NBS says only one-third of businesses will experience uninterrupted operations by 2022
Though the performance of the country’s Gross Domestic Product (GDP) has improved going by data from the National Bureau of Statistics (NBS), economic recovery remains on the slow-pace as the effects of the COVID-19 pandemic continue to overwhelm businesses, leading to loss of jobs by employees of 600 firms.
According to the NBS, of the 3,000 businesses interviewed under its survey, 20 per cent of the full-time workforce lost their jobs due to the COVID-19 pandemic in 2020.
The NBS equally warned that only a third of informal establishments will continue working uninterrupted in the year 2022.
A report on the impact of COVID-19 on business enterprises in Nigeria by the NBS, stated that unless targeted interventions that will help accelerate economic recovery and create a business environment that is more equitable and sustainable in line with the Sustainable Development Goals (SDGs) are deployed, there is potential trouble for economic recovery.
Specifically, the report hinted particularly on challenges exacerbated by renewed lockdowns, another wave of infections, or delays in vaccine distribution and procurement.
It stated that a more holistic approach could better contribute to improving the lot of both business owners and the communities surrounding them.
The survey stated that the vast majority of businesses operating in Nigeria suffered due to the pandemic and the subsequent restrictions imposed on businesses to arrest the spread of infections, including lockdowns, restrictions on movement, and other public health measures.
It stated that the gravity of lay-offs, reductions in hours of operation, and limited access to credit provide insight into its impact on individuals and families whose ability to maintain their livelihoods and generate income were severely curtailed.
However, the effects were felt unequally by business enterprises across the country that belonged to different sectors with notable differences between formal and informal enterprises.
The survey assessed the impact of the pandemic on different facets and elements of business activity on impact on operations, impact on production and capacity utilisation, impact on sales, revenue and finances impact on workforce, perceptions of business owners regarding the future of their enterprises and the business environment more broadly.
The data explained that it is indicative that businesses are likely to continue experiencing the impact of the pandemic for some time even after the easing of public health measures.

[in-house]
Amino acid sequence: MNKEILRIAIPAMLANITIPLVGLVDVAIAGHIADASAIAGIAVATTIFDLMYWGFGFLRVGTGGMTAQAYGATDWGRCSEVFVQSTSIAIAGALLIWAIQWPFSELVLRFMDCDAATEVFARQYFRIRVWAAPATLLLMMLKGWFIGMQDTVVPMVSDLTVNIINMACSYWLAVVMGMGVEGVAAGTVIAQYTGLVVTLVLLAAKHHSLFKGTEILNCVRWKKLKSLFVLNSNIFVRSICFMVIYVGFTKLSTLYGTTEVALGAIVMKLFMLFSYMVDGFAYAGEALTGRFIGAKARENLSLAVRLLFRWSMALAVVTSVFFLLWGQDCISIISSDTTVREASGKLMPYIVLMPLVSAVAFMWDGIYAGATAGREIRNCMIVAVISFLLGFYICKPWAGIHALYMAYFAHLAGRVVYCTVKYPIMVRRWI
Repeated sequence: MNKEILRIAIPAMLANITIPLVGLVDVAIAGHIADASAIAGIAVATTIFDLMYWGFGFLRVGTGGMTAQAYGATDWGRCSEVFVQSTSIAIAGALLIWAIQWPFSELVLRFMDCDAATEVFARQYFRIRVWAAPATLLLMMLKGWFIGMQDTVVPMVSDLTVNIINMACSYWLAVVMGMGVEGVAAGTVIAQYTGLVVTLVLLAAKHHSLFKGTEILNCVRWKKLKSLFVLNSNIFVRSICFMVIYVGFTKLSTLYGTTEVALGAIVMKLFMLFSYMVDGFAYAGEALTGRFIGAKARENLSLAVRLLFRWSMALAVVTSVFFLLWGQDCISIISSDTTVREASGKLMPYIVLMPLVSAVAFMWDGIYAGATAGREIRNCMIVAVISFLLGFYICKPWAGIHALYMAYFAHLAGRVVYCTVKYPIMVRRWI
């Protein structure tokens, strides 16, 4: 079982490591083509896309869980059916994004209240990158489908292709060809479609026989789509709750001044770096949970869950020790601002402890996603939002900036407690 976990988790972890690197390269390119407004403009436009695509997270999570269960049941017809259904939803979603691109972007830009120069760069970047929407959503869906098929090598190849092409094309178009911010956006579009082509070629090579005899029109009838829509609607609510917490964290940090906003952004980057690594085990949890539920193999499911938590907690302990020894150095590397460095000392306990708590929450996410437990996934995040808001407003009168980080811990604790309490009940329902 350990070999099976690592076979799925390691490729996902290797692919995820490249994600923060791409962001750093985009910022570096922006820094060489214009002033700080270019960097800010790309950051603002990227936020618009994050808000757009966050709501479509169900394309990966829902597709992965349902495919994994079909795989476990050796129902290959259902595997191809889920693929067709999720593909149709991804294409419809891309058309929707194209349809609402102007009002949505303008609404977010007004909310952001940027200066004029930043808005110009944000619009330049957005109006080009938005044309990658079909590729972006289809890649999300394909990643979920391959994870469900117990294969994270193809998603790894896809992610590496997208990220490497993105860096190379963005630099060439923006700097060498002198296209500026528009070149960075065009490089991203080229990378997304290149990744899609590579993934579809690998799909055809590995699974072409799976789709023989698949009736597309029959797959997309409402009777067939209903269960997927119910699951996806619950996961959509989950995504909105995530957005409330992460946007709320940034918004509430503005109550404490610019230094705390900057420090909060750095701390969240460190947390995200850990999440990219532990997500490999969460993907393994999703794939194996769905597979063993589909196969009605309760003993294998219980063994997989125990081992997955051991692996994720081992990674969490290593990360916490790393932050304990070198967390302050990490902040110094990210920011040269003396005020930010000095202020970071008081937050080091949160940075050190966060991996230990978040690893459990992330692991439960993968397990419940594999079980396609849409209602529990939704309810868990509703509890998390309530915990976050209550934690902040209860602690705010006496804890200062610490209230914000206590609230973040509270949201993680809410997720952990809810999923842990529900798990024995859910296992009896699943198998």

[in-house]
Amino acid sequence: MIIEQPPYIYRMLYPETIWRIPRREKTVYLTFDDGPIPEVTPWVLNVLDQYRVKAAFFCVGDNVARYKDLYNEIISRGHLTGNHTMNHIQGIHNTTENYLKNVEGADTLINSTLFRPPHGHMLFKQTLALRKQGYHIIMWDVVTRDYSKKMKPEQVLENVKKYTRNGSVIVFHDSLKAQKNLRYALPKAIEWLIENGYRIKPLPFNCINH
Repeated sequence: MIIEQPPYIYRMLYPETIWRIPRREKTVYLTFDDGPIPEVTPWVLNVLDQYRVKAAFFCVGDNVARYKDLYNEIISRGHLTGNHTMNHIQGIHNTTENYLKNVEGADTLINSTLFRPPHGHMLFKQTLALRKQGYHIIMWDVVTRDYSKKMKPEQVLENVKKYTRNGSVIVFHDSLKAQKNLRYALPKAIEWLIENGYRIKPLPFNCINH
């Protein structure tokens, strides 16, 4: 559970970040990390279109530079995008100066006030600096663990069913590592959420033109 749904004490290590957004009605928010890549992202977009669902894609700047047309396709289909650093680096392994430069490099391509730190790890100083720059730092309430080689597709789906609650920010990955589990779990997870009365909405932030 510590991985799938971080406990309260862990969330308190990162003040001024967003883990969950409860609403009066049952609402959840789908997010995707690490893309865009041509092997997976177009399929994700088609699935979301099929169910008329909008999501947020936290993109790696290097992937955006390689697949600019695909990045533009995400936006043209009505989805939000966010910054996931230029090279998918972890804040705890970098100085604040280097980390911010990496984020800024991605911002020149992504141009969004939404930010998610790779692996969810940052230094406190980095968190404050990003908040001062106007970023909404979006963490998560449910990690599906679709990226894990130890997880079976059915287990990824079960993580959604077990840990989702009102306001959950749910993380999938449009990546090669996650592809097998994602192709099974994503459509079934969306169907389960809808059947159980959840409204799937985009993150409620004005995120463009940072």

According to it, the time needed for an economic recovery to become manifest, and the extent of the damage to enterprises around the country, are both likely to be greater if the country has to endure more pandemic-related shocks, such as a third wave of infections or delays in the procurement and distribution of vaccines.
On impact on operation, it stated that 61 per cent of businesses operating at the time of survey had temporarily closed down during the pandemic but were slowly reopening amid an easing of restrictions and growing confidence in an economic recovery.
Differences in closure rates were observed between formal and informal businesses – while 63 per cent of those in the formal sector had previously closed, the figure for informal enterprises was lower at 56 per cent.
A significant majority – 66 percent – of the enterprises reported having closed down as a result of directives related to containment measures.
Decline in demand featured as a reason for closure among 13 per cent and 15 per cent of formal and informal enterprises, respectively.
For informal enterprises, it stated that closures resulting from restricted access to raw materials were more common than among formal enterprises. It said 64 per cent of enterprises closed for three months or less, in line with the second phase of easing of lockdown directives across the country
On impact on the workforce, the pandemic period brought with it an increase in the nationwide unemployment rate, which went from 27 per cent to 33 per cent between Q2 2020 and Q4 2020.
During the period businesses resorted to laying off employees in order to survive, and shutdowns of enterprises severed crucial livelihood lines for households that depended on them for income, coupled with the lack of new business opportunities and reduction in capital investment further limiting new job prospects.
For layoffs and new hires prior to the COVID-19 outbreak, it stated that the median full time staff strength of formal and informal enterprises stood at 12 and five, respectively.
During the pandemic, these figures declined and stood at ten and four for formal and informal enterprises, respectively. Across the sample, this results in 20 per cent of the initial full-time work force losing their jobs during this period. Among the formal enterprises, this figure is slightly higher at 21 per cent compared to 15 per cent among informal enterprises.
The report added “43 percent of the enterprises sampled experienced a decline in the work force – with around 20 percent of workers in the surveyed enterprises losing their jobs during this period. However, 57 percent of businesses were able to maintain their staff strength during the pandemic. Many businesses, particularly informal ones, also reported poor access to credit and capital to sustain their enterprises, including difficulty paying fixed costs like rent.
“Many business owners have had to rely on personal savings or leverage support from families and social networks in order to sustain their businesses. The necessity of ensuring access to cheap credit or loans and possibly targeted funds to support enterprises in struggling sectors is further highlighted through the results.”